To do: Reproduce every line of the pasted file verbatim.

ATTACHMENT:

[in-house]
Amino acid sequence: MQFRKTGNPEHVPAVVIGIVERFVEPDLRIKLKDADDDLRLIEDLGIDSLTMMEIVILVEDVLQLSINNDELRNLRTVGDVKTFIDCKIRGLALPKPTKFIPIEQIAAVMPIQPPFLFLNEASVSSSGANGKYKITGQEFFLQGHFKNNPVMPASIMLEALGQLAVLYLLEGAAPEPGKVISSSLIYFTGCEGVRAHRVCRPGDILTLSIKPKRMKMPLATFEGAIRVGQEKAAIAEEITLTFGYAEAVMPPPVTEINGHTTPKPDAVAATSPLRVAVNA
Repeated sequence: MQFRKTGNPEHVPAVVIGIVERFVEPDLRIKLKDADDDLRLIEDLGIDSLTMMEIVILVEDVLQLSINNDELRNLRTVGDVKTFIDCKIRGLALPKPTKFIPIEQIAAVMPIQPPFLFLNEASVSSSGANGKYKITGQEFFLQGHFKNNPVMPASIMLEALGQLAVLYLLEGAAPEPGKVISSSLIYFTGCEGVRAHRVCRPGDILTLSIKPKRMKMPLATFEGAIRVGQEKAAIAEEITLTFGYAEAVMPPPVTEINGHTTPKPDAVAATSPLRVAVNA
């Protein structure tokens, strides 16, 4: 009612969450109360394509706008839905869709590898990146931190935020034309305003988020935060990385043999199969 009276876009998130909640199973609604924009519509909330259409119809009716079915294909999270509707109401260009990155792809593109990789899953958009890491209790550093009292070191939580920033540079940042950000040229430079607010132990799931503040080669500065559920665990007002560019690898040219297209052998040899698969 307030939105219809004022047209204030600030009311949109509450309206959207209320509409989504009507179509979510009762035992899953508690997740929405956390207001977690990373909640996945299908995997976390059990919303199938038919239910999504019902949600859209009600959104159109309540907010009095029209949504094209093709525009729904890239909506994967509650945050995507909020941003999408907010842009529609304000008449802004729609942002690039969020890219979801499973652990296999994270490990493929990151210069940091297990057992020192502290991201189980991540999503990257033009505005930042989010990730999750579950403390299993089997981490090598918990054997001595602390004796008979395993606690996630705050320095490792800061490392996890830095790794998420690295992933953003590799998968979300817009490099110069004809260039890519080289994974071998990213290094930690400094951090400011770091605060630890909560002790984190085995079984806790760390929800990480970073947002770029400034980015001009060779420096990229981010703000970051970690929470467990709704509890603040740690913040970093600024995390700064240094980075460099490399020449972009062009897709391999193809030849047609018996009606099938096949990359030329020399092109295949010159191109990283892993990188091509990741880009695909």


[in-house]
Amino acid sequence: MQFRKTGNPEHVPAVVIGIVERFVEPDLRIKLKDADDDLRLIEDLGIDSLTMMEIVILVEDVLQLSINNDELRNLRTVGDVKTFIDCKIRGLALPKPTKFIPIEQIAAVMPIQPPFLFLNEASVSSSGANGKYKITGQEFFLQGHFKNNPVMPASIMLEALGQLAVLYLLEGAAPEPGKVISSSLIYFTGCEGVRAHRVCRPGDILTLSIKPKRMKMPLATFEGAIRVGQEKAAIAEEITLTFGYAEAVMPPPVTEINGHTTPKPDAVAATSPLRVAVNA
Repeated sequence: MQFRKTGNPEHVPAVVIGIVERFVEPDLRIKLKDADDDLRLIEDLGIDSLTMMEIVILVEDVLQLSINNDELRNLRTVGDVKTFIDCKIRGLALPKPTKFIPIEQIAAVMPIQPPFLFLNEASVSSSGANGKYKITGQEFFLQGHFKNNPVMPASIMLEALGQLAVLYLLEGAAPEPGKVISSSLIYFTGCEGVRAHRVCRPGDILTLSIKPKRMKMPLATFEGAIRVGQEKAAIAEEITLTFGYAEAVMPPPVTEINGHTTPKPDAVAATSPLRVAVNA
């Protein structure tokens, strides 16, 4: 009612969450109360394509706008839905869709590898990146931190935020034309305003988020935060990385043999199969 009276876009998130909640199973609604924009519509909330259409119809009716079915294909999270509707109401260009990155792809593109990789899953958009890491209790550093009292070191939580920033540079940042950000040229430079607010132990799931503040080669500065559920665990007002560019690898040219297209052998040899698969 307030939105219809004022047209204030600030009311949109509450309206959207209320509409989504009507179509979510009762035992899953508690997740929405956390207001977690990373909640996945299908995997976390059990919303199938038919239910999504019902949600859209009600959104159109309540907010009095029209949504094209093709525009729904890239909506994967509650945050995507909020941003999408907010842009529609304000008449802004729609942002690039969020890219979801499973652990296999994270490990493929990151210069940091297990057992020192502290991201189980991540999503990257033009505005930042989010990730999750579950403390299993089997981490090598918990054997001595602390004796008979395993606690996630705050320095490792800061490392996890830095790794998420690295992933953003590799998968979300817009490099110069004809260039890519080289994974071998990213290094930690400094951090400011770091605060630890909560002790984190085995079984806790760390929800990480970073947002770029400034980015001009060779420096990229981010703000970051970690929470467990709704509890603040740690913040970093600024995390700064240094980075460099490399020449972009062009897709391999193809030849047609018996009606099938096949990359030329020399092109295949010159191109990283892993990188091509990741880009695909």